Date of Award

2020

Degree Type

Dissertation

Degree Name

Doctor of Philosophy (PhD)

Graduate Group

Cell & Molecular Biology

First Advisor

Beverly L. Davidson

Abstract

The success of adeno-associated viral (AAV) vectors for gene replacement applications has spurred interest to repurpose AAV into a platform for CRISPR/Cas9 gene editing. Yet, AAV vector behaviors that are critical for gene editing have been unexplored. To safely and effectively combine AAV and CRISPR/Cas9 for in vivo applications, a better understanding of the potential sites for gene editing and the possible editing outcomes at those sites is critical. Historically, AAV vectors have been used for their ability to generate sustained transgene expression. The potential for low or transient expression of AAV- delivered transgenes has been unexamined. This creates a blind spot for AAV-based genome editing applications because only minimal transgene expression is required for activity. To address this problem, we develop a novel AAV tropism screening method that captures low and transient expression and radically redefines the extent of in vivo AAV gene transfer following systemic delivery. With further refinement of this method, we are also able to distinguish cells with transient transduction by AAV. In addition to uncovering the potential sites for editing, predicting editing outcomes is also key. CRISPR/Cas9 deletion strategies can generate heterogenous mutations in the targeted gene alleles, but the degree to which this impacts in vivo AAV-CRISPR/Cas9 deletions is unknown. Here, we develop a system to characterize in vivo allelic heterogeneity in single cells following AAV-CRISPR/Cas9. We find that allelic heterogeneity is unexpectedly high in transduced tissues following AAV-CRISPR/Cas9 and that the driver of this heterogeneity is not incomplete editing but rather undesired editing. Lastly, developing methods to test the in vivo activity of newly developed gene editing technologies will speed their application to the clinic. Here, we validate a system to visualize prime editing in mammalian cells and demonstrate that prime editing can be achieved with a split AAV vector construction. In summary, reengineering AAV vectors into a gene editing platform requires a stronger understanding of vector biodistribution and in vivo gene editing outcomes. The work presented in this thesis advances our knowledge in both of these areas and will hopefully accelerate the development of new clinical tools.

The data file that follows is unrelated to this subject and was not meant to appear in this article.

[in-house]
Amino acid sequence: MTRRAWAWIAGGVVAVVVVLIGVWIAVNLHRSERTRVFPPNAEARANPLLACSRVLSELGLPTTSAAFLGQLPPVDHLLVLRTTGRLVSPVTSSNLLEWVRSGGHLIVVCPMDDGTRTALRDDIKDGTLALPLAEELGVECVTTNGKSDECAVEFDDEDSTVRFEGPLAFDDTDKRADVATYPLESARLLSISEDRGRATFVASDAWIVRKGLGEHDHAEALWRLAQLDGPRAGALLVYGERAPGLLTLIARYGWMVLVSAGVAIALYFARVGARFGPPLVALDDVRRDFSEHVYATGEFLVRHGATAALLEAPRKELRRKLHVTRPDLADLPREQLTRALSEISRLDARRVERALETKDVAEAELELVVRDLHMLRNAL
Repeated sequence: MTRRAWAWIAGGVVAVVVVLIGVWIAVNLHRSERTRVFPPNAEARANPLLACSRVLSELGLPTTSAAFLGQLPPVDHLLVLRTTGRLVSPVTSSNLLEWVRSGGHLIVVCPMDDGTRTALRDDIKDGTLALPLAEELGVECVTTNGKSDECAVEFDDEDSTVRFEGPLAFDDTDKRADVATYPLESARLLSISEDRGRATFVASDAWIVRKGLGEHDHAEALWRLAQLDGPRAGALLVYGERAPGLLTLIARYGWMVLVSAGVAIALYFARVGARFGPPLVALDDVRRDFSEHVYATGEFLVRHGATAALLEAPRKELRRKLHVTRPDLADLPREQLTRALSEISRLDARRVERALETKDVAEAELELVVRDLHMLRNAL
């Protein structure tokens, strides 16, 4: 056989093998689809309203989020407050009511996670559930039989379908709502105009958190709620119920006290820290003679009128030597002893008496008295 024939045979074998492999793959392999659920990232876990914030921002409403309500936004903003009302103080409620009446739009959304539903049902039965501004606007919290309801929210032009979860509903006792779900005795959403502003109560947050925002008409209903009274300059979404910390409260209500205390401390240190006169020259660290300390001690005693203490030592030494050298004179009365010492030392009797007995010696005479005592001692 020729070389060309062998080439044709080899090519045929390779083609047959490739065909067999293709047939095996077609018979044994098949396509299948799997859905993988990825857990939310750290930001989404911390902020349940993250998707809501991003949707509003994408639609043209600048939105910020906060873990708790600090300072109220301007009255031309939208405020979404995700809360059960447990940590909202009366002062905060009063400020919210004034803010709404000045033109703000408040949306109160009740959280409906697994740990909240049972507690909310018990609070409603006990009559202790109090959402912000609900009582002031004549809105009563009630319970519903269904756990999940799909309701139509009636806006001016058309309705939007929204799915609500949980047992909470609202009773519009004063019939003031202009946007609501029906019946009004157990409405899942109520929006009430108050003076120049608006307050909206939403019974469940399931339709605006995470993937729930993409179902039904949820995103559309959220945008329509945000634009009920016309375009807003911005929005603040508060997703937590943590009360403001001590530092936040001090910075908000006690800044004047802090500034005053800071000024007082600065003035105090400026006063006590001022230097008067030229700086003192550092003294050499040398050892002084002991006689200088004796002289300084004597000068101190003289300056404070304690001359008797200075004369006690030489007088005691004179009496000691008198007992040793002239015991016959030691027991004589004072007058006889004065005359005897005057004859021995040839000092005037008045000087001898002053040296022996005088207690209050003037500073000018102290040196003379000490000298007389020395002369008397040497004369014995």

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Available to all on Saturday, June 10, 2023

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